What the 2017 Election Means for Republicans and Democrats in 2018

On Tuesday night, Democrats picked up where Hillary left off in 2016, but unlike her they delivered a win for gubernatorial candidates in both New Jersey and Virginia. After watching Republicans run the map in 2016 and gain control of not only the White House, but also the House and the Senate, the Democrats needed this win for their morale.

Democrats hail Tuesday’s victory as a referendum on the Trump presidency and the so-called Trump Effect. Maybe so, but Dems may want to keep in mind, campaigning against Trump in the next cycle is not enough. Democrats are still weak on affirmative message and will need to spend this time connecting with voters and updating their playbook if they want to have a shot in 2018.

On the other side of the aisle, Tuesday’s loss served as a wake up call to Republicans and suggested that Democrats have a good shot at taking back the House in 2018. Should Republicans lose control of the House, it would be the fourth consecutive president to enter the White House with his party in control of Congress and then lose Congress during his tenure.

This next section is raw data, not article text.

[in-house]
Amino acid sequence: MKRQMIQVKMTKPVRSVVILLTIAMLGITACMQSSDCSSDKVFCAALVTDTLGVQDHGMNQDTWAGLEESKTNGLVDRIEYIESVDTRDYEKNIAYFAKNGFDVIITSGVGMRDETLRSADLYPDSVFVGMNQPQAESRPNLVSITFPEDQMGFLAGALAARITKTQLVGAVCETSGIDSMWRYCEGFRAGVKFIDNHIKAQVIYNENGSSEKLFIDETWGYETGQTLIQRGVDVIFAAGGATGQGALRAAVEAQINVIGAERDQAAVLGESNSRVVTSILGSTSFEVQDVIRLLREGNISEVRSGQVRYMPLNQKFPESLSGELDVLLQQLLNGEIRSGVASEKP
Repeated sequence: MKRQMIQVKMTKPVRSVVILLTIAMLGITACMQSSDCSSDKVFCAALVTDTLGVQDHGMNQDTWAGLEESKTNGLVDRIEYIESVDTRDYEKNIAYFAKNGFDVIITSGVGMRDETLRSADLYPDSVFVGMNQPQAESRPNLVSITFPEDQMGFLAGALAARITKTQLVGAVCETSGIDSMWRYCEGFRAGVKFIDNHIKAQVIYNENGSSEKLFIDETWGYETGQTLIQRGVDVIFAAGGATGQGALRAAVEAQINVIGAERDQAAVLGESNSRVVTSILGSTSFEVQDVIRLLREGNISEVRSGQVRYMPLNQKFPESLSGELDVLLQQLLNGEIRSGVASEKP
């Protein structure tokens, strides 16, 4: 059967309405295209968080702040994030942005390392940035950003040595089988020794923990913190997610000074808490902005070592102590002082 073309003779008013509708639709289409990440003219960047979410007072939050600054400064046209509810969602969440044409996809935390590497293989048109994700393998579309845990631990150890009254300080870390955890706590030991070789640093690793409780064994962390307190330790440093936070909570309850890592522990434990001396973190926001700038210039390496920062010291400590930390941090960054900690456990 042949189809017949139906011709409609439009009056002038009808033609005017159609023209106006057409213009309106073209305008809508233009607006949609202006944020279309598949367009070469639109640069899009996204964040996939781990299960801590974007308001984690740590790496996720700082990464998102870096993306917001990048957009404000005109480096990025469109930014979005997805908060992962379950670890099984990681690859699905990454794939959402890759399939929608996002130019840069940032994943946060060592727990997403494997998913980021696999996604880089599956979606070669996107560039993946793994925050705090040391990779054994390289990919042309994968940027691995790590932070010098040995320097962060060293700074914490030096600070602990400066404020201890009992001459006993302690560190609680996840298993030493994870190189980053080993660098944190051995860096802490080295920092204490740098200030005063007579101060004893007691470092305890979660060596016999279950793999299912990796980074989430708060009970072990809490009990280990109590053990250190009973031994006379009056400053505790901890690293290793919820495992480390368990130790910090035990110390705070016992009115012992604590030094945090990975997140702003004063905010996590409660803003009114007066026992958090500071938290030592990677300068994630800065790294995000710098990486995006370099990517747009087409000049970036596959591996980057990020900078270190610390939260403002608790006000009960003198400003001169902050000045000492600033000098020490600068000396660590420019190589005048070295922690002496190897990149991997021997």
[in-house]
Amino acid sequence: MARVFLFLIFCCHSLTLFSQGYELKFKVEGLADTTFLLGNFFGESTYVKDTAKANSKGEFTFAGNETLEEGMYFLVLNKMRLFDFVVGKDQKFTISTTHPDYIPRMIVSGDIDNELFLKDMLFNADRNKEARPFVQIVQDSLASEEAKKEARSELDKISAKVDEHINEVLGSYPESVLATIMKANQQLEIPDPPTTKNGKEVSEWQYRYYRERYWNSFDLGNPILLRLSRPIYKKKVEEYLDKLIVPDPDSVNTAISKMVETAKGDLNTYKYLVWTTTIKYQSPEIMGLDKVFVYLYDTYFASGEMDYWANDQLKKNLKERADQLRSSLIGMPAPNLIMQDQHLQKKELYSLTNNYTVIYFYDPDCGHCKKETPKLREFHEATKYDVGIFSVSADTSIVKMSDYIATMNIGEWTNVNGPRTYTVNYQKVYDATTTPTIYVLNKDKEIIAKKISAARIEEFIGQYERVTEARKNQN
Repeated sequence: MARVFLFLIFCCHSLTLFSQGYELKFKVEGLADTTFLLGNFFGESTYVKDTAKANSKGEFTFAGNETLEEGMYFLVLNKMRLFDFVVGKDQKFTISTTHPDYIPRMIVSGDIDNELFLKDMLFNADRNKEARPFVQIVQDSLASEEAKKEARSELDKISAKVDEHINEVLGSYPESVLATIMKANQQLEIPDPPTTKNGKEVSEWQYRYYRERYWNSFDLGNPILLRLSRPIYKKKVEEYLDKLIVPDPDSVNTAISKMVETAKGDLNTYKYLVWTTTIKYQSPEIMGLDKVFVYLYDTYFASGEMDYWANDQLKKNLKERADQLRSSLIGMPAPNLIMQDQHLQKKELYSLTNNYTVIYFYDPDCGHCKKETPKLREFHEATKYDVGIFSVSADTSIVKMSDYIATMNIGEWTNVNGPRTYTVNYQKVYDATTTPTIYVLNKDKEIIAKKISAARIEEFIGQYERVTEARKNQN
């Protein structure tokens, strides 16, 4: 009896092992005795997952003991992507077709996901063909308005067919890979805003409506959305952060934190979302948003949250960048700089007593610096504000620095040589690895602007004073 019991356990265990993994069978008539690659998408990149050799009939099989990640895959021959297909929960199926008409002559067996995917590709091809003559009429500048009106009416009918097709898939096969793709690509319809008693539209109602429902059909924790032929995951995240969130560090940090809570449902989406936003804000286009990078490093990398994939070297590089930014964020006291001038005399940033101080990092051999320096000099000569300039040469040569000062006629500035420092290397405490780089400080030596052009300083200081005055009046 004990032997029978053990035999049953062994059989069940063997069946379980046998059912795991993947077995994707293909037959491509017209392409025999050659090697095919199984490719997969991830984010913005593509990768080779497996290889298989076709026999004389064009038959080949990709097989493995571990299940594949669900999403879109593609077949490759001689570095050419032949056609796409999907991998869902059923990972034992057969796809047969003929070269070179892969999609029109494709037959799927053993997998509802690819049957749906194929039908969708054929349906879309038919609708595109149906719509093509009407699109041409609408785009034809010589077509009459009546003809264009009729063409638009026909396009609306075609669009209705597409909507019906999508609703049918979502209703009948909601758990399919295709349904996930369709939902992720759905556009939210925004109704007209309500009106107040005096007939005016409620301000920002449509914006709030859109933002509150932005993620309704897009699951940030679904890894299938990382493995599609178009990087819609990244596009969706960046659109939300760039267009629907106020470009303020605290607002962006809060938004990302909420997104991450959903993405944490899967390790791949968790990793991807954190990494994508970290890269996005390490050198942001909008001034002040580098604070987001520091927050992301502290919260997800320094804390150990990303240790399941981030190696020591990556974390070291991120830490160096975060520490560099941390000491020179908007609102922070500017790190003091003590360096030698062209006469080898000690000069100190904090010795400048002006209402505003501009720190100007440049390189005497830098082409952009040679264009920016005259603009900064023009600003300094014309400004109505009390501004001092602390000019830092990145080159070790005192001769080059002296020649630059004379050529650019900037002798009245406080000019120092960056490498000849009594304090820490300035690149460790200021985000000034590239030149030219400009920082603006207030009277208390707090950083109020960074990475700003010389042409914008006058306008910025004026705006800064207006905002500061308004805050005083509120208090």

Some people blame Trump for causing strife within the party; others point to Republicans over promising and under delivering. Case in point: For (seven) years, Republicans promised to repeal Obamacare, and even with a super majority in Congress, they failed to deliver. It is no surprise  the Republican party is having difficulty maintaining enthusiasm among its base.

If Republicans want to have a chance of winning in 2018, they’re going to need to roll up their sleeves, reach across the aisle, and pass some bills. The name of the game is bipartisanship.

For Democrats, the road to victory in 2018 will be paved with a new playbook, without recycling candidates (I’m looking at you Hillary Clinton), and stronger candidate platforms. Since the recruitment of Barack Obama, the Democrats have struggled with finding candidates with as much charisma and the ability to raise money with the greatest of ease.

With roughly a year to go until the midterm elections, it is safe to say, both parties have their work cut out for them. Democrats will have to try out some new material, and Republicans need to get to work like they promised in 2014 and 2016. Otherwise, voters can expect more of the same in the next cycle and will be forced to choose again between the lesser of two evils. Here’s hoping both parties get it together. After all, America is counting on them.